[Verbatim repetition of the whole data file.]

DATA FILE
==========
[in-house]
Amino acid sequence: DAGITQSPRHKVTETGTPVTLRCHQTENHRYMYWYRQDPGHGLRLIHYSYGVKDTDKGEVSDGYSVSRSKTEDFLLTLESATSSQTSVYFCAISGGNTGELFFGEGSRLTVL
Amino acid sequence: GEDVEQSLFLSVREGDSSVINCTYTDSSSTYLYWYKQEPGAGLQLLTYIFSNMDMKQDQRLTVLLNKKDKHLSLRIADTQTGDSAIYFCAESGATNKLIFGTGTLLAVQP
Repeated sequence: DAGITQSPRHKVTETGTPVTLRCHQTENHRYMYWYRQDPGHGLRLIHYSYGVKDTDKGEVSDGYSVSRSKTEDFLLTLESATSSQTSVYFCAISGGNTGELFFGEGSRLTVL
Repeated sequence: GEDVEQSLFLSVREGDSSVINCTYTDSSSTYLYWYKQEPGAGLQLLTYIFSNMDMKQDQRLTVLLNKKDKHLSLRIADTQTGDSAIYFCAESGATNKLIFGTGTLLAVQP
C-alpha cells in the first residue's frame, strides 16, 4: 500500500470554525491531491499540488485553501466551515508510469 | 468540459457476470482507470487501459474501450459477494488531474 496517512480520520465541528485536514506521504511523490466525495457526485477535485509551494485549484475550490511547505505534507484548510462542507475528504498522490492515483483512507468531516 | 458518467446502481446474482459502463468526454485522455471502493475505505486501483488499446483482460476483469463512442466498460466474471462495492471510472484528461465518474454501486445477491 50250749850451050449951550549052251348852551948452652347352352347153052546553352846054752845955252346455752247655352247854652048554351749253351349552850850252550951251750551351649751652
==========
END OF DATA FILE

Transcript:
[in-house]
Amino acid sequence: DAGITQSPRHKVTETGTPVTLRCHQTENHRYMYWYRQDPGHGLRLIHYSYGVKDTDKGEVSDGYSVSRSKTEDFLLTLESATSSQTSVYFCAISGGNTGELFFGEGSRLTVL
Amino acid sequence: GEDVEQSLFLSVREGDSSVINCTYTDSSSTYLYWYKQEPGAGLQLLTYIFSNMDMKQDQRLTVLLNKKDKHLSLRIADTQTGDSAIYFCAESGATNKLIFGTGTLLAVQP
Repeated sequence: DAGITQSPRHKVTETGTPVTLRCHQTENHRYMYWYRQDPGHGLRLIHYSYGVKDTDKGEVSDGYSVSRSKTEDFLLTLESATSSQTSVYFCAISGGNTGELFFGEGSRLTVL
Repeated sequence: GEDVEQSLFLSVREGDSSVINCTYTDSSSTYLYWYKQEPGAGLQLLTYIFSNMDMKQDQRLTVLLNKKDKHLSLRIADTQTGDSAIYFCAESGATNKLIFGTGTLLAVQP
C-alpha cells in the first residue's frame, strides 16, 4: 500500500470554525491531491499540488485553501466551515508510469 | 468540459457476470482507470487501459474501450459477494488531474 496517512480520520465541528485536514506521504511523490466525495457526485477535485509551494485549484475550490511547505505534507484548510462542507475528504498522490492515483483512507468531516 | 458518467446502481446474482459502463468526454485522455471502493475505505486501483488499446483482460476483469463512442466498460466474471462495492471510472484528461465518474454501486445477491 50250749850451050449951550549052251348852551948452652347352352347153052546553352846054752845955252346455752247655352247854652048554351749253351349552850850252550951251750551351649751652